It is desired that per 100 parts of the viscous fluid component polymer, specie blends or polymer species, within the preferred density range as specified above, that there be utilized from 3 to 7 parts of total filler component. Generally if less than 3 parts of filler is utilized in the composition the composition will not have a sufficient consistency to function as desired in the apparatus of the invention. If more than 7 parts by weight of, for example, a silica filler is utilized in the barrier 22 composition then the composition may suffer from several disadvantages. More specifically, the increased specific gravity and increased yield stress in compositions having higher proportions of silica filler require higher centrifugation speeds to operate, resulting in the rupture of red blood cells. Further, most hospitals or physicians' offices lack the higher speed equipment which would be needed.
Further improvement in the composition of the barrier 22 material may be realized through the addition of a stabilizer of the formula,
R'O--Ca H2a O)x (Cb H2b O)y H
where R' is a monovalent hydrocarbon radical and is preferably selected from the class of hydrogen and lower alkyl radicals having from 1 to 7 carbon atoms, such as methyl, ethyl, propyl, butyl, pentyl, hexyl and heptyl including isomeric forms thereof, a and b are integers equal to from 1 to 4, inclusive, x is an integer equal to from about 4 to 50 or more and y is a whole number equal to from 0 to 50. Such polyethers are well known compounds and are sold by various tradenames and various molecular configurations by many chemical companies such as, for instance, as is used in Example 2 of U.S. Pat. No. 3,037,933 (a liquid monobutylether of a mixed polyethylene-polypropylene glycol; UCON LB 1145, Union Carbide Corp.). Preferably, there is utilized in the above compositions from 0.01 to 2 parts by weight of the above polyether stabilizing compounds, per 100 parts of the liquid component.
In selecting barrier 22 materials, the yield stress value may be determined by rheological measurement. The rheological properties for the barrier 22 materials may be measured using a Weissenberg rheogoniometer with cone plate geometry. Flow curves are obtained with this apparatus by varying the shear rate linearly starting from 0, increasing with time and then decreasing back to 0. The shear rate range used for these measurements is from 0 to 2 sec-1. The flow curve thus obtained is a graph of shear stress versus shear rate. To obtain yield stress values the data from these curves must be treated with a curve fitting equation. The one used in this instance is authored by Ching-Rong Huang and presented in "A Thermodynamic Approach to Generalized Rheological Equations of State for Time Dependent and Time Independent Non-Newtonian Fluids", Chemical Engineering Journal, vol. 3, (1972). The equation is presented below in its time independent form as:
τ-τo =μγ+ACγ.sup.η e-c γ.sup.η (I)
wherein τ is the shear stress, τo is the yield stress, μ is the Newtonian part of the viscosity, A the equilibrium constant of the distribution of aggregated and non-aggregated gel, C the rate constant of the physical degradation of the aggregated gel, η the order of the degradation reaction and γ is the shear rate. The data is analyzed using a curve fitting program.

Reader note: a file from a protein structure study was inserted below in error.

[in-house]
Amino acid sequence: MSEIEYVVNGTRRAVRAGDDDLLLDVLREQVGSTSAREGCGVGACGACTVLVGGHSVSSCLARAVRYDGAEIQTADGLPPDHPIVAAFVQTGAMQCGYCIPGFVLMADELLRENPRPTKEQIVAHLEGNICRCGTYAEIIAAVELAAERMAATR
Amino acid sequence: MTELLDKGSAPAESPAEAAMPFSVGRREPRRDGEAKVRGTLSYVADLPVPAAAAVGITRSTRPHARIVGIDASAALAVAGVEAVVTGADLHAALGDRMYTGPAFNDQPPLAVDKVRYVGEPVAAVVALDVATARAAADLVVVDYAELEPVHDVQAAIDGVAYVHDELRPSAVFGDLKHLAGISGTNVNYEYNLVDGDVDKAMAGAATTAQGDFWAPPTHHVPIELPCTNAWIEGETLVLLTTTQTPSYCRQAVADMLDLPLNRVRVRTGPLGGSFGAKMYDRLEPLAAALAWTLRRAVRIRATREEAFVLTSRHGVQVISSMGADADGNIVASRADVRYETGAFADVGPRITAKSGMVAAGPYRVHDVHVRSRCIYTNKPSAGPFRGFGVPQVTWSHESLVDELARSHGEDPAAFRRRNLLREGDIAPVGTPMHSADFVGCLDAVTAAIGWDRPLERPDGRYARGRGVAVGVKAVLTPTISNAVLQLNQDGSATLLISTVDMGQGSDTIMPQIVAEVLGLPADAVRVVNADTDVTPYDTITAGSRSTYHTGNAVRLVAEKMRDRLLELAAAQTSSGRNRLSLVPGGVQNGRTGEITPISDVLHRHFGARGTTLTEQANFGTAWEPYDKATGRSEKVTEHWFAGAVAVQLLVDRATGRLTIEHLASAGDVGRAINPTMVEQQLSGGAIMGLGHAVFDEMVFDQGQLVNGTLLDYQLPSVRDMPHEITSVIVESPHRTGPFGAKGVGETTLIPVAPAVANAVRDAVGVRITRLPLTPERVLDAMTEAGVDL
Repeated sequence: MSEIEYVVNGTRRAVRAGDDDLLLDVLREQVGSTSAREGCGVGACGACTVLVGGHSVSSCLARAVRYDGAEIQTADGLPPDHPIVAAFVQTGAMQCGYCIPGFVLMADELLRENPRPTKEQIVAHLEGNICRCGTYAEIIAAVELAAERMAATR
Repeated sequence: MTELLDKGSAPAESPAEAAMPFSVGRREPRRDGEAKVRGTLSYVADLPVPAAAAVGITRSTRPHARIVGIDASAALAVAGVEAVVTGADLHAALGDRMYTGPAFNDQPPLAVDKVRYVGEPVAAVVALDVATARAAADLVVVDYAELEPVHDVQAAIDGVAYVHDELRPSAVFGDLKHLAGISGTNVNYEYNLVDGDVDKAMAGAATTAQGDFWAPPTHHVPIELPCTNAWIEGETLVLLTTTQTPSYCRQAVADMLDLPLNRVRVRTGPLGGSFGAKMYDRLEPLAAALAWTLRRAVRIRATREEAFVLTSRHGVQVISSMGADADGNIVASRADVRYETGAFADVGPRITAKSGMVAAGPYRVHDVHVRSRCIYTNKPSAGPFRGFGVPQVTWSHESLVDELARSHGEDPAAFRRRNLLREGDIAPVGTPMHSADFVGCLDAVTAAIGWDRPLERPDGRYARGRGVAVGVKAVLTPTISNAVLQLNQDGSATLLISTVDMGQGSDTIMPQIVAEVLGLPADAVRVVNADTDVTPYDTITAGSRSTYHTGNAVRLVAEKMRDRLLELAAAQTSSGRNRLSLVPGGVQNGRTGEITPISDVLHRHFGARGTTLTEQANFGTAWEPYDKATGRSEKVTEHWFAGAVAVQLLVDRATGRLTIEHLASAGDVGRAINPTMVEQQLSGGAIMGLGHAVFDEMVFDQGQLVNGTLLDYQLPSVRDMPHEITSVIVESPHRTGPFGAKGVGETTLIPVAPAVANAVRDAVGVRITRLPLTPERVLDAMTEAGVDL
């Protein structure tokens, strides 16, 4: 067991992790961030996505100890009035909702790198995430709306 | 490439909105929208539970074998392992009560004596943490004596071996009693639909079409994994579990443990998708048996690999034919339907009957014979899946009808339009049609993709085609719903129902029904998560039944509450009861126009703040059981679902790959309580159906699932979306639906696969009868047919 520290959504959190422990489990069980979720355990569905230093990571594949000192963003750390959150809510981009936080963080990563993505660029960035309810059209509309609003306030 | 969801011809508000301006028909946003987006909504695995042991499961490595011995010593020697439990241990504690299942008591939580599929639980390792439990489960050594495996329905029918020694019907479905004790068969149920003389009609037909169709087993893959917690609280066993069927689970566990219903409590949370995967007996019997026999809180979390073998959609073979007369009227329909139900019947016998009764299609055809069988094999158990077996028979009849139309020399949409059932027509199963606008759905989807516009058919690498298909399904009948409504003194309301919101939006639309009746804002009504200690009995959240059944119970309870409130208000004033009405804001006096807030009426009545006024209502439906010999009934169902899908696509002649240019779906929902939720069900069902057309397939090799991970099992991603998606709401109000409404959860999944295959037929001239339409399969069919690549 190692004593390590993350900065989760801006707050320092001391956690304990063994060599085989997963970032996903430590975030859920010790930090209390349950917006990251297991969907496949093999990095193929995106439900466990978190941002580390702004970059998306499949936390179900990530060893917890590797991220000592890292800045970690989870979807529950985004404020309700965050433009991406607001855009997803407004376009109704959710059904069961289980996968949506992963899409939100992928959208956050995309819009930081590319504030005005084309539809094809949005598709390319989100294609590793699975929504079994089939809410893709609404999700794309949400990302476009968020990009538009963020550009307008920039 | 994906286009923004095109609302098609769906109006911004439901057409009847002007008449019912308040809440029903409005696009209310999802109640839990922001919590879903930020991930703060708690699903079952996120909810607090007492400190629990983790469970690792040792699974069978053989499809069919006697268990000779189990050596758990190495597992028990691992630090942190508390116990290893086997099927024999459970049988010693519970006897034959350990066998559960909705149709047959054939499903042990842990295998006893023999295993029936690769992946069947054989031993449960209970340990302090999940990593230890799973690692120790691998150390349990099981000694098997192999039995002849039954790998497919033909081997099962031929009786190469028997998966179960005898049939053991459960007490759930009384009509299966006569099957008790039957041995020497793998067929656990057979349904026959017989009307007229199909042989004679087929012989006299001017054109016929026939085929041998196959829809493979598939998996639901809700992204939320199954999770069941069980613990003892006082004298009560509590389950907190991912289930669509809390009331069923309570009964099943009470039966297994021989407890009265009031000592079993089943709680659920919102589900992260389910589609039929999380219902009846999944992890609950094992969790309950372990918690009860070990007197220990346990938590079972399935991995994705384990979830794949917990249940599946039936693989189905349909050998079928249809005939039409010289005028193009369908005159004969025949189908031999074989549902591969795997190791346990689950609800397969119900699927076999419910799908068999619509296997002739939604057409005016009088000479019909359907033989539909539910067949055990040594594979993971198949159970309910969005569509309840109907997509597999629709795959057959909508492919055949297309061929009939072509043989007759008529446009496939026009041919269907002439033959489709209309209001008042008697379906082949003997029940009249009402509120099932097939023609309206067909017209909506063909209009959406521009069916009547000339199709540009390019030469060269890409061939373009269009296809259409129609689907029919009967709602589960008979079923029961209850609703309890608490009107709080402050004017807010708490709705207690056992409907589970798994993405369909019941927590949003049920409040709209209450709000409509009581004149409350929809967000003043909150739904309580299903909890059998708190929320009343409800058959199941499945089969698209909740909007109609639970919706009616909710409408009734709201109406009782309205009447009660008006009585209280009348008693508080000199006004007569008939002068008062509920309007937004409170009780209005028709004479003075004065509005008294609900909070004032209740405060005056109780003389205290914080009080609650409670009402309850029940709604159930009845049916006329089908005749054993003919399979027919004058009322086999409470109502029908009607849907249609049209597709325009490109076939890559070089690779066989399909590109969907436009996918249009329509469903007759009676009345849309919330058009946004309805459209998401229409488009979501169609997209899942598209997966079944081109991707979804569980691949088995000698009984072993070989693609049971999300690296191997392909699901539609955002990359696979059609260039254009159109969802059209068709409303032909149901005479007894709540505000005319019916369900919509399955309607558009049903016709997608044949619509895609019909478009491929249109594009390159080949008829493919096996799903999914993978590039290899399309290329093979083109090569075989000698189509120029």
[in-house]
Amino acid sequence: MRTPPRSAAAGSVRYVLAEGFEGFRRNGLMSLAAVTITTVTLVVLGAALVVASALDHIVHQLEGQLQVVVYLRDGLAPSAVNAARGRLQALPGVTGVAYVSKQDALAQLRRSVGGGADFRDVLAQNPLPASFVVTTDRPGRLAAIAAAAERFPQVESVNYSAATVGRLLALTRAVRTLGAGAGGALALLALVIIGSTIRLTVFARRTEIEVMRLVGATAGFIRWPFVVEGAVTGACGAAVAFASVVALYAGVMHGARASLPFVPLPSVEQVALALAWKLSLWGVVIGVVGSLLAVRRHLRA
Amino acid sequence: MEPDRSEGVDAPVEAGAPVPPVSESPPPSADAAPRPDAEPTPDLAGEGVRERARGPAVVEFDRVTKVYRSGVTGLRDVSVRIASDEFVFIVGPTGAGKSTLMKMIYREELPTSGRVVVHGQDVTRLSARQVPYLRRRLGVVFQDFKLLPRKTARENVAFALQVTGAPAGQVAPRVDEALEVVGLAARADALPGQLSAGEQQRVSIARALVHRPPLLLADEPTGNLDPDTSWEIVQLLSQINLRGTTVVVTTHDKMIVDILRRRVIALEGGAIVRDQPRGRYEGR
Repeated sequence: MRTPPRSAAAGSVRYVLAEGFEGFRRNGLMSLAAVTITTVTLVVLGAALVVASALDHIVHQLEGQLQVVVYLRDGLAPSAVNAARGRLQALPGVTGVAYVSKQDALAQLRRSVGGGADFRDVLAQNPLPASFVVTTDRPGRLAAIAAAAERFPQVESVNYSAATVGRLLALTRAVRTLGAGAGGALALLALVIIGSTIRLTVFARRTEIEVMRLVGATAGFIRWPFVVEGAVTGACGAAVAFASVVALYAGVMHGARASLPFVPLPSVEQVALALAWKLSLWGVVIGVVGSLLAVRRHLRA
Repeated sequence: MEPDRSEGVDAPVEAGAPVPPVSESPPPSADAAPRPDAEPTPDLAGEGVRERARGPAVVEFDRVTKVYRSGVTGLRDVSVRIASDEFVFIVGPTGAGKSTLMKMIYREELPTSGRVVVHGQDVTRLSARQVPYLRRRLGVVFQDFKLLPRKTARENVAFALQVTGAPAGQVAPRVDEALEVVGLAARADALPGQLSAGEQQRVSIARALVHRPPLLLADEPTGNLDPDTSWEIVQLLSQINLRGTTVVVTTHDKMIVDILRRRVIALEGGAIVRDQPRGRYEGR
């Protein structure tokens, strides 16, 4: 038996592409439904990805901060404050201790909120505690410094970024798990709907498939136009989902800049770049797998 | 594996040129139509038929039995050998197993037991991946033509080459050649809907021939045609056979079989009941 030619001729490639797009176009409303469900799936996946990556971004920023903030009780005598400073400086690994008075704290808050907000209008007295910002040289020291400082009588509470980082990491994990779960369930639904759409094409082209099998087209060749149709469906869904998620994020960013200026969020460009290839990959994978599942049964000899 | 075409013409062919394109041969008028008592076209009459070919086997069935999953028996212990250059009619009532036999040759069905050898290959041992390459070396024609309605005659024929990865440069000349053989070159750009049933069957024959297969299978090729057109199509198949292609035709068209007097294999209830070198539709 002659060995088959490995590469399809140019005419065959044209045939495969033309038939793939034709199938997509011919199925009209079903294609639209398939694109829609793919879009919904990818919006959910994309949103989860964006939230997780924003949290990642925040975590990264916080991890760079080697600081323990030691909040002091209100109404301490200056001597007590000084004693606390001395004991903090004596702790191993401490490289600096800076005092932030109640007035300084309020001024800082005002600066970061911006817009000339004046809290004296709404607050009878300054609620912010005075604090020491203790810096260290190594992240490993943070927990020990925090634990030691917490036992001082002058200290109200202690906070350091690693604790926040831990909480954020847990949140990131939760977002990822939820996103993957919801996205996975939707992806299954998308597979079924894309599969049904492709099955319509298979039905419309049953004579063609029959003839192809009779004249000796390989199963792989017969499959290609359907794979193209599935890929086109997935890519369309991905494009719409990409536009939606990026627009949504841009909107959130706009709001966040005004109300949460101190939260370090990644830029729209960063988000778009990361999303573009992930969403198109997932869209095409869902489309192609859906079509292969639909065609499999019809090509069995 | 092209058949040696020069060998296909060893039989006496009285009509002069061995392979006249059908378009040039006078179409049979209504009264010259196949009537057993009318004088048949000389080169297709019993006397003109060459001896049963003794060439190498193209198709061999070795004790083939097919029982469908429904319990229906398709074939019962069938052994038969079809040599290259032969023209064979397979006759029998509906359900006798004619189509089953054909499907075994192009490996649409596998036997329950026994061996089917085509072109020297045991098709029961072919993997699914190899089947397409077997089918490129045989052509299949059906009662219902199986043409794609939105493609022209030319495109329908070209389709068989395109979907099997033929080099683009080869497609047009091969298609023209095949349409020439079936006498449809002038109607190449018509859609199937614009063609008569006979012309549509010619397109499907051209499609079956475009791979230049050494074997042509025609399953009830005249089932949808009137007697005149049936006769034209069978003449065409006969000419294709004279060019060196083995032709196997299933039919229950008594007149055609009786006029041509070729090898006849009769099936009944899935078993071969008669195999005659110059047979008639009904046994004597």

Specific models of time independent non-Newtonian fluids which will meet the requirement of barrier 22 as stated above are: the Bingham plastic, the pseudo-plastic with yield value (see FIG. 6, illustrating the flow curve developed by a pseudo-plastic with yield value. The curve is in contradistinction to that of a thixotrope, which demonstrates time dependency; see FIG. 7.) and the dilatant fluid with yield value. Fluids which display the characteristics of these models and have yield values in the correct range will function in the preferred assembly of the invention as a barrier 22 component.
A particularly preferred blood separating assembly of the invention is one wherein the barrier 22 is a material resistant to aging, sedimentation and bleeding. Aging refers to the tendency of some non-Newtonian fluids to harden over a period of time, thereby developing an unsatisfactory and high yield stress value. Sedimentation is the tendency, in a two component material, for the inert filler particles to precipitate out of the fluid. Such precipitation alters the density of the fluid and is of course undesirable for density gradient separations. Bleeding is the propensity of the liquid component of the two component barrier 22 compositions to separate. Aging, bleeding and sedimentation occur over periods of time and affect the shelf-life of the assembly 10 if they occur too rapidly. If they occur too rapidly, the rheological properties of the barrier 22 are adversely affected.
As an indication of how a given barrier 22 material will perform after the assembly 10 is stored under normal conditions for a period of time, for example after from 1 to 2 years, the material may be tested for bleed and sedimentation characteristics. The test comprises accelerating the bleed and sedimentation processes by ultra-centrifuging an aliquot of the barrier 22 material. The sample undergoes an acceleration of 250,000 X gravity for a period of four hours. Any liquid which has separated is removed and the weight of the separated liquid is expressed as a percentage of the weight of the starting material. In the preferred barrier 22 component materials, the percent of bleed is less than 5 percent, preferably less than 3 percent for the longest shelf-life for assembly 10.